Robin Washington: Both my parents worked very hard, by example more than anything else, to convey to us that we were normal. We even shared Passover seders with another black and Jewish family. I now know that simply growing up in Chicago, during the riots and protests, let alone having a front-seat to them, was not at all normal. The first inkling that we might see things differently came when a TV movie about the Rosenbergs aired when I was 14. Two kids at school were talking about it, saying, “I’m glad they killed them.” I was astounded. My left-leaning family very much identified with the Rosenbergs (there were two sons in that case, too). That was a rude awakening.
Reader: Was your neighborhood in the city itself? Your mixed-race parents lived in a “white” neighborhood. What was the location in terms of proximity to the segregated black community?
Robin Washington: The Near North Side, where both my parents grew up, was always integrated, though not every block of it was. When my parents bought our house, it had a restrictive covenant on it (which is part of the exhibit). She shopped for the house and the seller didn’t find out my father was black until closing. We became the first black family on the block and later, when the neighborhood changed, we were the last white family there. By the time my mother sold it 35 years later, it was regentrifying, and we were one of the few remaining black families.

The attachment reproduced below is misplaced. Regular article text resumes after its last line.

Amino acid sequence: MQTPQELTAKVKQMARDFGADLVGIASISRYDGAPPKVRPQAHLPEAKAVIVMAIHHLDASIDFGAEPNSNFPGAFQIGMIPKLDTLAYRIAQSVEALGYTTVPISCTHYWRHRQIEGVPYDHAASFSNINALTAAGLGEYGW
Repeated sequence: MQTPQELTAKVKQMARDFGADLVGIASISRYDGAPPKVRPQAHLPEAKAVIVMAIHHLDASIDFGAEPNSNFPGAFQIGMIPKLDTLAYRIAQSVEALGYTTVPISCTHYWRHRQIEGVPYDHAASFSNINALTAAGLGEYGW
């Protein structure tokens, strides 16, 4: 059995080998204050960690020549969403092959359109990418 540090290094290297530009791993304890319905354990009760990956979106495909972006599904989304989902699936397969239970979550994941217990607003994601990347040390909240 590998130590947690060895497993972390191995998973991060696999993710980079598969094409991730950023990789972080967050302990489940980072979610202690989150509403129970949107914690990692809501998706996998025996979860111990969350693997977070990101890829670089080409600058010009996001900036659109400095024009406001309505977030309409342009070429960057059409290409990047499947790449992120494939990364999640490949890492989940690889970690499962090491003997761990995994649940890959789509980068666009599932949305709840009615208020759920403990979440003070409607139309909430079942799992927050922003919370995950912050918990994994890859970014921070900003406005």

Reader: What was your father’s occupation and how much was he involved with your mother’s unusual involvement with the Lords and Cobras?
Robin Washington: My father, Atlee, had been a (non-flying) officer of the Tuskegee Airmen. He was a published poet yet worked as a chemist and later had his own plastics factory. He and my mother divorced when I was two, but they never lived more than a mile apart from each other. I remember hearing the term “broken home” and not having any idea what it meant, since I saw each of my parents every day (or not, if I didn’t want to). My father was active in left-wing circles in the 40s and 50s, though not organizations like the NAACP and CORE as she was. Though he may have been critical of her interpersonally in the first years after their divorce, he didn’t object to what Jean was doing, and never questioned her taking my brother and me on marches and protests.
Reader: In what sense was Jean’s work considered a movement?
Robin Washington: The “Birkenstein Arts Movement” was coined by the Duluth Art Institute staff for the companion program of classes teaching activism through art for middle school students. They announced it to me, knowing I would cringe a bit because I’ve written about the word “movement,” including analyzing why certain actions do or do not grow into full-fledged movements. But that said, I can see how people inspired by Jean’s art and her activism and could build a curriculum around it. Also, sitting in on some of the middle-school classes impressed me to hear them discuss many of the tactics she and her contemporaries used. So if this knowledge, from Jean or otherwise, helps foster activities that someday become a movement, especially one informed by art, all the better.
The George Morrison Gallery is located on the Fourth Floor of the Historic Duluth Depot. The show was curated by Amy Varsek and Robin Washington.